Prepare to Head Home continued...
To be safe, your hospital may require you to bring the car seat in for a trial run. During this hour-long test, your baby will sit in the car seat and wear a monitor to keep track of his heart and breathing.
Set a sleep routine. Preemie, or not, your baby should sleep on his back. Get him his own firm mattress, and put it in your room. This helps with bonding, feeding, and lowers the chances of sudden infant death syndrome (SIDS). Also make sure there are no soft objects in the crib with him.
Pre-term babies tend to sleep more hours per day than full-term babies, but they also wake up more often. “Be prepared to soothe your baby several times during the night,” says Deborah Donohue, RN, a former NICU nurse who now travels the country as a private baby nurse.
Know how to soothe your little one. Preemies can be extra sensitive to noise or touch. Sometimes the best place for them is on their parents’ chest. This skin-to-skin contact -- also known as kangaroo care -- helps keep stress levels down.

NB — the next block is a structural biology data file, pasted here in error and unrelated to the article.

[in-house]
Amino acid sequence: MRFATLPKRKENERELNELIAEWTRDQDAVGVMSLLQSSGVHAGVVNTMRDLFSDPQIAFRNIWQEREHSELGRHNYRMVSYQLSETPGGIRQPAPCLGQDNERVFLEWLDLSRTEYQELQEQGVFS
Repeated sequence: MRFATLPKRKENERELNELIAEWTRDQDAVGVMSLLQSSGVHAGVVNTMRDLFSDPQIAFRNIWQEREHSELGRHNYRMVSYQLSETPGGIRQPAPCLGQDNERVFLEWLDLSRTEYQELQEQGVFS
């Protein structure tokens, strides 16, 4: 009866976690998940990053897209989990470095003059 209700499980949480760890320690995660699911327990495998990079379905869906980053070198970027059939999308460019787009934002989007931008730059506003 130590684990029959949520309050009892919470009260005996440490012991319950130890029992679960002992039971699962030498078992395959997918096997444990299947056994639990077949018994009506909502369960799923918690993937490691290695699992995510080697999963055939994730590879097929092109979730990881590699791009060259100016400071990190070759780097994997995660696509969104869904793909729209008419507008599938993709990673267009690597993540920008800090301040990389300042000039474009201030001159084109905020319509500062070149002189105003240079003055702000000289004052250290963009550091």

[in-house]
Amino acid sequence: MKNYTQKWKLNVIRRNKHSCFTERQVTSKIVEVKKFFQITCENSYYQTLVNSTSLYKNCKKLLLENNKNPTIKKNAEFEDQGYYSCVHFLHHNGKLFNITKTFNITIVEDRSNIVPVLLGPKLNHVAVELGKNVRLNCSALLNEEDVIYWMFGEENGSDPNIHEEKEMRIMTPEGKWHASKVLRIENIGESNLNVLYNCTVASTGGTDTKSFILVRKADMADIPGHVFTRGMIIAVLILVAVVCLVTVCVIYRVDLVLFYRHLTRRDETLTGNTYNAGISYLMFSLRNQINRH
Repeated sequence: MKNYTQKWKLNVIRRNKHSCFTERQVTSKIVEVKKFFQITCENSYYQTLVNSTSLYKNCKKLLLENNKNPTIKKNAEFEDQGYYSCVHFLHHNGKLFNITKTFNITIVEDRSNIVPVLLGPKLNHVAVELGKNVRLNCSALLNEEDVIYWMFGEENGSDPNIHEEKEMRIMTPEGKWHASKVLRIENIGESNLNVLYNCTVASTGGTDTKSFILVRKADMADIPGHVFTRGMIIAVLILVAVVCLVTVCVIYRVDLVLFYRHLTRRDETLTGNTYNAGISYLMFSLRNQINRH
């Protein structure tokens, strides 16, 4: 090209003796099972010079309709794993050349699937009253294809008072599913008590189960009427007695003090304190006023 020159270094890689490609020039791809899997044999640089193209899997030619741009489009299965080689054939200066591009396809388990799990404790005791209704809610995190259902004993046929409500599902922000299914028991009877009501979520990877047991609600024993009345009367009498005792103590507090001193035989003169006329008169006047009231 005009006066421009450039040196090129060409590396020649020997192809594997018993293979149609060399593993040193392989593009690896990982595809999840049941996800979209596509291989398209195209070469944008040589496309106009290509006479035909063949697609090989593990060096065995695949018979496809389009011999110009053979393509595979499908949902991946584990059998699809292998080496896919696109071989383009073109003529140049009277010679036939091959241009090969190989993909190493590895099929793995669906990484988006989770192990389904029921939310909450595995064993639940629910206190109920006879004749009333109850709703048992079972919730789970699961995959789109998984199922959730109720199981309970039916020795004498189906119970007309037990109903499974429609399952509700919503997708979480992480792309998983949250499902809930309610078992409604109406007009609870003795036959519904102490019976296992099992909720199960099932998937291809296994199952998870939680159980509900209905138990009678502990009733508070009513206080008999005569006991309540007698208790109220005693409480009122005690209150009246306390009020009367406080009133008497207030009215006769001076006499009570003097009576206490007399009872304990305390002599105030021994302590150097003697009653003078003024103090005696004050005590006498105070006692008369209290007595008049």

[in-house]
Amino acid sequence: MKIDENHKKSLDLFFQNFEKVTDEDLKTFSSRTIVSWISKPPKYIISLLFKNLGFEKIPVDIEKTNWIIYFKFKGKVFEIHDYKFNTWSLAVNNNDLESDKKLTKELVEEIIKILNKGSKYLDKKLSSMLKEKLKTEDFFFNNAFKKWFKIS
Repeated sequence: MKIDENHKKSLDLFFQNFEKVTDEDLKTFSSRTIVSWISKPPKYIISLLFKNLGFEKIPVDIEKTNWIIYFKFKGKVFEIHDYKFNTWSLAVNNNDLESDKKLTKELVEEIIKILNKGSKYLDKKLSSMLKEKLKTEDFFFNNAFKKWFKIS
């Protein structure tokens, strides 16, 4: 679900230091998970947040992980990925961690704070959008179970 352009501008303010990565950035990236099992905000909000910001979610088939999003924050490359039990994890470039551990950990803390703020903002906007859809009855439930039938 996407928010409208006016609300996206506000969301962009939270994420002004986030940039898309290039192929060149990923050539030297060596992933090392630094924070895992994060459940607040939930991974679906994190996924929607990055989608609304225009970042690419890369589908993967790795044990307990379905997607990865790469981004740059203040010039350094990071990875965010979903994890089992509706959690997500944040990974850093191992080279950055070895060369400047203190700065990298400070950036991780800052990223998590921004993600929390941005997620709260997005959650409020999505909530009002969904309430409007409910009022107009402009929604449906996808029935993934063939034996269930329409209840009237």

“Remember, they had you close for 9 months,” Donohue says. “They still need to be close.”
A familiar voice will also be soothing to your baby. Talk to him in a gentle tone or sing lullabies.
Stick with the NICU feeding times. “Premature babies usually come home on a schedule -- stick to it,” Donohue says.
Most infants need to eat every 1-3 hours around the clock for the first month. Preemies tend to eat smaller amounts and may have reflux, Donohue says. Holding your baby upright after a feeding can help.
Your doctor may suggest a supplement with vitamins, iron, and a special formula if the baby is bottle-fed. All breast-fed infants need extra Vitamin D. Try not to breast feed while you are tired. If you do, avoid feeding while sitting in a chair or on a couch in case you fall asleep.
See your pediatrician often. Schedule a visit with your baby's doctor for a few days after you get home. Set up weekly appointments for the first month.